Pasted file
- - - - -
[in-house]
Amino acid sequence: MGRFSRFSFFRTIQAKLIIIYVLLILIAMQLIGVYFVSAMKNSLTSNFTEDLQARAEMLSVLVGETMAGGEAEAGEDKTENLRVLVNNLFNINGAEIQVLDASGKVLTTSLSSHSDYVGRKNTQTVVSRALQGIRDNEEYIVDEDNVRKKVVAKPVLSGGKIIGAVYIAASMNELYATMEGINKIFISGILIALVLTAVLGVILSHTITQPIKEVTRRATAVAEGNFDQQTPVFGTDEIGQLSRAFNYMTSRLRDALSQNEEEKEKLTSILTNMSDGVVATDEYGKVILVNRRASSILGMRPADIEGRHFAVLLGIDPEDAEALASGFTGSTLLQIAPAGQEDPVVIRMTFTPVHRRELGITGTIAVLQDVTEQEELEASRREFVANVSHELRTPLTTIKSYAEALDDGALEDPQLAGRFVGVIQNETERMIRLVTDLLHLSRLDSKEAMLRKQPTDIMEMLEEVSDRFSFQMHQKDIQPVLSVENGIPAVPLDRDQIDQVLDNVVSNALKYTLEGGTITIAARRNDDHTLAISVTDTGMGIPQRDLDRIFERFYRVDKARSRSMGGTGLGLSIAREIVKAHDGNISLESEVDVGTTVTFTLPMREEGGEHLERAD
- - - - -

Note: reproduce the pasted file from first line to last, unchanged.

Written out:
[in-house]
Amino acid sequence: MGRFSRFSFFRTIQAKLIIIYVLLILIAMQLIGVYFVSAMKNSLTSNFTEDLQARAEMLSVLVGETMAGGEAEAGEDKTENLRVLVNNLFNINGAEIQVLDASGKVLTTSLSSHSDYVGRKNTQTVVSRALQGIRDNEEYIVDEDNVRKKVVAKPVLSGGKIIGAVYIAASMNELYATMEGINKIFISGILIALVLTAVLGVILSHTITQPIKEVTRRATAVAEGNFDQQTPVFGTDEIGQLSRAFNYMTSRLRDALSQNEEEKEKLTSILTNMSDGVVATDEYGKVILVNRRASSILGMRPADIEGRHFAVLLGIDPEDAEALASGFTGSTLLQIAPAGQEDPVVIRMTFTPVHRRELGITGTIAVLQDVTEQEELEASRREFVANVSHELRTPLTTIKSYAEALDDGALEDPQLAGRFVGVIQNETERMIRLVTDLLHLSRLDSKEAMLRKQPTDIMEMLEEVSDRFSFQMHQKDIQPVLSVENGIPAVPLDRDQIDQVLDNVVSNALKYTLEGGTITIAARRNDDHTLAISVTDTGMGIPQRDLDRIFERFYRVDKARSRSMGGTGLGLSIAREIVKAHDGNISLESEVDVGTTVTFTLPMREEGGEHLERAD